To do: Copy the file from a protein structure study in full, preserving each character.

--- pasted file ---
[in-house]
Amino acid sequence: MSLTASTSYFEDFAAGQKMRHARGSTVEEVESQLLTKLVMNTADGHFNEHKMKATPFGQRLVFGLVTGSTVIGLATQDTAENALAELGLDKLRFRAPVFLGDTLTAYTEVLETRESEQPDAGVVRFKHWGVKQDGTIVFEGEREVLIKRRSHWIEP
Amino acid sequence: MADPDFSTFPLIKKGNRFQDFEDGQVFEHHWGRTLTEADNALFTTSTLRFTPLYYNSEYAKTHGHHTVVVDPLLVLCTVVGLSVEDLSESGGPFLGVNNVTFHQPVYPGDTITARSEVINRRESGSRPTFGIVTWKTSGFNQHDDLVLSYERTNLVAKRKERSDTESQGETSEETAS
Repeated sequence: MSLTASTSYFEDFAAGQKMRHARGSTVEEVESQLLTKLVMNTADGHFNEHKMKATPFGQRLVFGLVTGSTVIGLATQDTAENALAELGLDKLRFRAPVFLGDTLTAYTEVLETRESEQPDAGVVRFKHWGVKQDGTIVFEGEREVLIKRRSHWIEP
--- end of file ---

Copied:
[in-house]
Amino acid sequence: MSLTASTSYFEDFAAGQKMRHARGSTVEEVESQLLTKLVMNTADGHFNEHKMKATPFGQRLVFGLVTGSTVIGLATQDTAENALAELGLDKLRFRAPVFLGDTLTAYTEVLETRESEQPDAGVVRFKHWGVKQDGTIVFEGEREVLIKRRSHWIEP
Amino acid sequence: MADPDFSTFPLIKKGNRFQDFEDGQVFEHHWGRTLTEADNALFTTSTLRFTPLYYNSEYAKTHGHHTVVVDPLLVLCTVVGLSVEDLSESGGPFLGVNNVTFHQPVYPGDTITARSEVINRRESGSRPTFGIVTWKTSGFNQHDDLVLSYERTNLVAKRKERSDTESQGETSEETAS
Repeated sequence: MSLTASTSYFEDFAAGQKMRHARGSTVEEVESQLLTKLVMNTADGHFNEHKMKATPFGQRLVFGLVTGSTVIGLATQDTAENALAELGLDKLRFRAPVFLGDTLTAYTEVLETRESEQPDAGVVRFKHWGVKQDGTIVFEGEREVLIKRRSHWIEP